Reputed mobster John A. Gotti worked on a children's book while he was in prison, mulling a new life with his wife and family on a ranch somewhere away from New York, his former cellmate testified Monday.
Brian Lindemann, 31, who shared a cell with Gotti in Ray Brook Federal Correction Facility in 2000, said he sometimes discussed Gotti's plans after incarceration.Had he lived, the correctional facility might have helpfully provided Gotti with pictures for his cover
A convicted bank robber from Brooklyn, Lindemann, who has been in jail since he was 19, testified that Gotti mentioned moving away from the tristate area because he was fed up with his New York life.
"He wanted a new life for he and his family, his children especially," Lindemann said.
Gotti, the son of the late Gambino crime boss John Gotti, is on trial for the third time for racketeering. Two previous trials have resulted in mistrials. In the current case, the defense is again contending that Gotti, known as "Junior," turned his back on the mobster life in 1999. The 1999 time period is crucial because it would place the indictment outside of the statute of limitation.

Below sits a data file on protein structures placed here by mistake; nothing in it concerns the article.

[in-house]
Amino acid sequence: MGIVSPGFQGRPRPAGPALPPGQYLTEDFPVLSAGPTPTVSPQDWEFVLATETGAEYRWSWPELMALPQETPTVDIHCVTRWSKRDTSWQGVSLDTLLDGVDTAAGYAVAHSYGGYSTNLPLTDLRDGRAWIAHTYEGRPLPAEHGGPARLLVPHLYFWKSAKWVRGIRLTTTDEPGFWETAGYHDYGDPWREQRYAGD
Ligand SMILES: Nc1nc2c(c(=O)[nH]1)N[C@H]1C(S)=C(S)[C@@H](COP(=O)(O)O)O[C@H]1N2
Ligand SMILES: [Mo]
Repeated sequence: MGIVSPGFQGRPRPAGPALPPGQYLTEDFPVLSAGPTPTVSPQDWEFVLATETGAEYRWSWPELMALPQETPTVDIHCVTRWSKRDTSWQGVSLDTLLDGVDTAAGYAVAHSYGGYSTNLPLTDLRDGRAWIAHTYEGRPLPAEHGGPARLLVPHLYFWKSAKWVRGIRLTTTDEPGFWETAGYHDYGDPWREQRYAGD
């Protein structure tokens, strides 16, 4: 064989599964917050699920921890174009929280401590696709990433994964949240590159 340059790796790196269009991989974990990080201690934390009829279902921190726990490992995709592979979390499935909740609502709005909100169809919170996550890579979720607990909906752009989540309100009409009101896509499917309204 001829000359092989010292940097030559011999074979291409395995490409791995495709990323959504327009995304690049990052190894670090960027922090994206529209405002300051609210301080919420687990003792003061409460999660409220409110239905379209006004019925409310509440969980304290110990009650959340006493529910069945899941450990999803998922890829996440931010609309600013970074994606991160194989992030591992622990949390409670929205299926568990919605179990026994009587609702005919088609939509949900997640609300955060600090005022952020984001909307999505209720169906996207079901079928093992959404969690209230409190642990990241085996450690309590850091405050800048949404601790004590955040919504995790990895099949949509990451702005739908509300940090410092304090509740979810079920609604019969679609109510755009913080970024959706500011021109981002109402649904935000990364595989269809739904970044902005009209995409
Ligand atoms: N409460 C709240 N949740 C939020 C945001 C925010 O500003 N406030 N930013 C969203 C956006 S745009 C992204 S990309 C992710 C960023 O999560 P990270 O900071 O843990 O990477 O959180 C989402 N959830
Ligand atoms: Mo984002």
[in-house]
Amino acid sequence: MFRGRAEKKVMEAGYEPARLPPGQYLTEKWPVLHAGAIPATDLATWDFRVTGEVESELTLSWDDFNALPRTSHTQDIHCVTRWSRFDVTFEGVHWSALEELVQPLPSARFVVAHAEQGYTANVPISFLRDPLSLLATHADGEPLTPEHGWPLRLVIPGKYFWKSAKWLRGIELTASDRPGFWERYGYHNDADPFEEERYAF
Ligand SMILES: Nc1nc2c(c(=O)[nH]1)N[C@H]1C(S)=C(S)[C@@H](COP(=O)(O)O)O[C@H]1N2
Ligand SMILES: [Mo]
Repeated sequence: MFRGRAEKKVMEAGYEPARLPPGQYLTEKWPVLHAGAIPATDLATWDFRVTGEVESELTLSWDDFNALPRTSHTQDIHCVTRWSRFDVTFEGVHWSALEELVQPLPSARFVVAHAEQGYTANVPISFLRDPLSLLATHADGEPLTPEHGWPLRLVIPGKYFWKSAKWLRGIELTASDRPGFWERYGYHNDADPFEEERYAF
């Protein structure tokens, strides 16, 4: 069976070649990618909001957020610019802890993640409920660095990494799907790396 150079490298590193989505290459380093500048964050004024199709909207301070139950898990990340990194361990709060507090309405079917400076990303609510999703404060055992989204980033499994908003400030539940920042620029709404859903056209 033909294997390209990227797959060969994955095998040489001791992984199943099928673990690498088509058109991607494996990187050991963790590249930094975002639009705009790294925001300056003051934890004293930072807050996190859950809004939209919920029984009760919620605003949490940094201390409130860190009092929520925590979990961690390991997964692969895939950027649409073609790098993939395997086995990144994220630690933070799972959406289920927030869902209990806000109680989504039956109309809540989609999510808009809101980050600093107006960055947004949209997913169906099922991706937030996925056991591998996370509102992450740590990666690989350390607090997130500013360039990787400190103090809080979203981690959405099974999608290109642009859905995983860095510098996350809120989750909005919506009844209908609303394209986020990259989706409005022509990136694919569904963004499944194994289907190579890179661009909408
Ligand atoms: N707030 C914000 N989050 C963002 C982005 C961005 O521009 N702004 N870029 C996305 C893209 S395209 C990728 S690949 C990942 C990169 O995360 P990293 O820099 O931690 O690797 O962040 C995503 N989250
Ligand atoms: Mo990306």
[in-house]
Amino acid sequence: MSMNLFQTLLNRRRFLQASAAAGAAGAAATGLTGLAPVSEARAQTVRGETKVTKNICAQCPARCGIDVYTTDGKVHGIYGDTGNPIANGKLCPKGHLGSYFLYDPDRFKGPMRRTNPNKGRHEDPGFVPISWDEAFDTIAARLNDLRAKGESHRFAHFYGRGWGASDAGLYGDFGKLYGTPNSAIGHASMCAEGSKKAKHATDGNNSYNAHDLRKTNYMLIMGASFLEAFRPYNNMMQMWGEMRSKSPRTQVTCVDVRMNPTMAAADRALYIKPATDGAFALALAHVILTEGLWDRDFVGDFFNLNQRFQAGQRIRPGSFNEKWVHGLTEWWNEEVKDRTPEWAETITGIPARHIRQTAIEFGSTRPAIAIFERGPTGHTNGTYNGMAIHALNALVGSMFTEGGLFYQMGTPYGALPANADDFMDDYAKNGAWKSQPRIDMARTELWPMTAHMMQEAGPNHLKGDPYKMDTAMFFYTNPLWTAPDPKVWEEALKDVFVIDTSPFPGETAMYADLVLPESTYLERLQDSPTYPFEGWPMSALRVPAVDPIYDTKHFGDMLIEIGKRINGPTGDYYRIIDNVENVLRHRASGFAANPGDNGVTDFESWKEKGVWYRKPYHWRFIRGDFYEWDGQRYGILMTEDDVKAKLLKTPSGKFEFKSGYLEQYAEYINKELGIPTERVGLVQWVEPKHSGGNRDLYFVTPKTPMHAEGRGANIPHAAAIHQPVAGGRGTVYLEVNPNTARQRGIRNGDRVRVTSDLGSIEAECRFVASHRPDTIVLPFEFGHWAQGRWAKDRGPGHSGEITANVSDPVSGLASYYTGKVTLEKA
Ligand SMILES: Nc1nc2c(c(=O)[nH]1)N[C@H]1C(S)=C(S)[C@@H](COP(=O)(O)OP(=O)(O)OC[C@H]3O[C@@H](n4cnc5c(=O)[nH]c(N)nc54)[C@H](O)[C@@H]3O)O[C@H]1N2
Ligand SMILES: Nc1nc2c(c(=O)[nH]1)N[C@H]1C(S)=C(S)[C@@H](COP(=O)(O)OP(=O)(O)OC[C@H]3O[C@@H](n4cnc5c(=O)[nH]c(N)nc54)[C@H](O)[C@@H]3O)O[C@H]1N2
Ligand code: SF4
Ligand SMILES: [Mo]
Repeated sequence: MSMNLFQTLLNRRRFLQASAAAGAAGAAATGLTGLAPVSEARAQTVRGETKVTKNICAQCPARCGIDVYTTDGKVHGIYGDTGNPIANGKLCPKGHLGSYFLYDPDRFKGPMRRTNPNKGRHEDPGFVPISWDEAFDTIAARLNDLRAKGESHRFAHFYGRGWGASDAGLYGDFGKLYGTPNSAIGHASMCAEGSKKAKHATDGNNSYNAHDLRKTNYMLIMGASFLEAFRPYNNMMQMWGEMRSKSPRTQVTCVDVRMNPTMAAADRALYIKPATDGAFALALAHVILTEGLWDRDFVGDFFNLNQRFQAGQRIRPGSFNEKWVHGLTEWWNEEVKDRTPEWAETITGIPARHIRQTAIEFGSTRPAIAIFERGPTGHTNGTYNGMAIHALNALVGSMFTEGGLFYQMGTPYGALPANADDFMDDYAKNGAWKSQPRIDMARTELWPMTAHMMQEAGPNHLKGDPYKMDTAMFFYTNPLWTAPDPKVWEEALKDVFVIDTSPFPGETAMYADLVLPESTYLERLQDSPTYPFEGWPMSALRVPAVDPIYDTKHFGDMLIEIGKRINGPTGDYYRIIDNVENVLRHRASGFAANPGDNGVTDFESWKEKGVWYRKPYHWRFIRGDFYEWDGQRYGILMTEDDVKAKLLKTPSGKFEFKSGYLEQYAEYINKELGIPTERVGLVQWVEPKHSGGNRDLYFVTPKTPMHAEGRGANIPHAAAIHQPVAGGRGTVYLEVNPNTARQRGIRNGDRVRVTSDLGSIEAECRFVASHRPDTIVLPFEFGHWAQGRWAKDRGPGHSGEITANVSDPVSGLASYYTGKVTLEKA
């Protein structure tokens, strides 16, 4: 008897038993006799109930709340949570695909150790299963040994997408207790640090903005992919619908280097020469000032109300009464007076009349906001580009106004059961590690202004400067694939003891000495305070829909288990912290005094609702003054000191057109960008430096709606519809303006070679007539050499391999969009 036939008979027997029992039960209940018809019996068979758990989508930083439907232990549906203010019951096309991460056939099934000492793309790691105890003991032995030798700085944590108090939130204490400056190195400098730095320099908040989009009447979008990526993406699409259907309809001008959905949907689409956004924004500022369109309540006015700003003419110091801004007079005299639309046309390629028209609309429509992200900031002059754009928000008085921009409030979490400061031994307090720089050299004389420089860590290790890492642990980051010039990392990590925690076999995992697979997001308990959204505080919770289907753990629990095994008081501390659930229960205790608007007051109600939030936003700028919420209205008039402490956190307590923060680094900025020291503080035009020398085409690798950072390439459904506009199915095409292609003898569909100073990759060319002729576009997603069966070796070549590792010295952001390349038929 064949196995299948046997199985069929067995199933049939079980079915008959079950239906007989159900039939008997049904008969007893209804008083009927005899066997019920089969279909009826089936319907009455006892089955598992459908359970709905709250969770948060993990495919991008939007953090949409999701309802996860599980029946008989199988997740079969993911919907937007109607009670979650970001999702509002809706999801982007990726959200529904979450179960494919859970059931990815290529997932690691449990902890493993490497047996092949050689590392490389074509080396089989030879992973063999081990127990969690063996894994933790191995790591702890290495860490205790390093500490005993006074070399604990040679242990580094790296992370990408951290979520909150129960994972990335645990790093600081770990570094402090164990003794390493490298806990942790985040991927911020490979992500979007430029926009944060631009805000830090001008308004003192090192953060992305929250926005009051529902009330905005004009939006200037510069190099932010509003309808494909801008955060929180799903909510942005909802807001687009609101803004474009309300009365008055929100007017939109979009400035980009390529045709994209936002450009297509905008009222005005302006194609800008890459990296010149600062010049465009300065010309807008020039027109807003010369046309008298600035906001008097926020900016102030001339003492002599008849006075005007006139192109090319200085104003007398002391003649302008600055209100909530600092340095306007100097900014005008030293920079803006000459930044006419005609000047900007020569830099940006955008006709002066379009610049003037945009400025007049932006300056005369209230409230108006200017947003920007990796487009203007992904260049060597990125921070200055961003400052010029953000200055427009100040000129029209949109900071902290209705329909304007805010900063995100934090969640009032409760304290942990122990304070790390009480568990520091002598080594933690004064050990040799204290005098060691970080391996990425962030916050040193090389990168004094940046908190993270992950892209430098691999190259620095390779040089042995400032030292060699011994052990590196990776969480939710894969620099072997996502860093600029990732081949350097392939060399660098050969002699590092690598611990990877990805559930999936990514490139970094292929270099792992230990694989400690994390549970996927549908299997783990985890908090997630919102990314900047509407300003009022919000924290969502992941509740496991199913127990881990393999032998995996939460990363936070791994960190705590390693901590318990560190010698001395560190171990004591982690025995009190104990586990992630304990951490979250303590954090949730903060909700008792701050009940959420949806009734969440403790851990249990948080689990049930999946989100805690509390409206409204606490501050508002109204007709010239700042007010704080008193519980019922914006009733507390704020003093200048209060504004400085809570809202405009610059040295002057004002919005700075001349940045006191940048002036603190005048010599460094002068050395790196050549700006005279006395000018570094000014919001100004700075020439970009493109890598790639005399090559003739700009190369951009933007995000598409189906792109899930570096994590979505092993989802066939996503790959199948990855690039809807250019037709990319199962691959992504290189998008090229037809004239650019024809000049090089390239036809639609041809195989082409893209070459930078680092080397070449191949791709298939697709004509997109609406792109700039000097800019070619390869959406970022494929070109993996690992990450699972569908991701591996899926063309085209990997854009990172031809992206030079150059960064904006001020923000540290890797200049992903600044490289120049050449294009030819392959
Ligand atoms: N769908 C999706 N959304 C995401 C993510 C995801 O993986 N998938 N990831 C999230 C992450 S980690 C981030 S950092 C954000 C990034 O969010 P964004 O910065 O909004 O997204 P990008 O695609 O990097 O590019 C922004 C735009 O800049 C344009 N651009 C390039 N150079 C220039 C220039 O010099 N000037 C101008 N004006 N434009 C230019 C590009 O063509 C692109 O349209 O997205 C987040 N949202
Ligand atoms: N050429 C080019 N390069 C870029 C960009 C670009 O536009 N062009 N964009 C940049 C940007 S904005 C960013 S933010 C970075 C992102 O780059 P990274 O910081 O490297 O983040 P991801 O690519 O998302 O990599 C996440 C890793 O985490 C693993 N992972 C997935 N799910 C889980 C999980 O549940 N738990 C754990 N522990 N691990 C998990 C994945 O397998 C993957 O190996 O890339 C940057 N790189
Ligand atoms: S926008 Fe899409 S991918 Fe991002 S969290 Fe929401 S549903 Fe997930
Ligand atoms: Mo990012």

Prosecutors have introduced a number of prison tape recordings made of Gotti while he was being visited by family and friends to show that he considered himself still a member of the mob. They also have introduced testimony from witnesses such as former Gambino mobster Michael "Mickey Scars" DiLeonardo to show that Gotti attempted to obstruct justice.
Lindemann, a bespectacled man currently being held in Lewisburg Penitentiary, a high-security federal prison in Kentucky, described how Gotti wasn't given any privileges out of the ordinary from other inmates. This is an apparent defense tactic to show that other prisoners weren't deferential to him because of his reputation as a mobster.
Under questioning by defense attorney Charles Carnesi, Lindemann said that in 2003 or 2004, he and Gotti worked on a children's book in Ray Brook. Lindemann testified that he did the illustrations, copies of which were shown to the jury. A source familiar with the work said the book, which wasn't published, was based on Chinese mythology and fairy tales.
Earlier, DiLeonardo's 20-year-old son, Michael Anthony Ricci, testified that he visited Gotti once in prison in February 2003. Ricci said he hasn't spoken to his father for about three years and testified that Gotti never told him in the prison visit to ask his father not to cooperate with the government.
This post was last edited by Assignment Robot, 13 Sep 2006, 12:51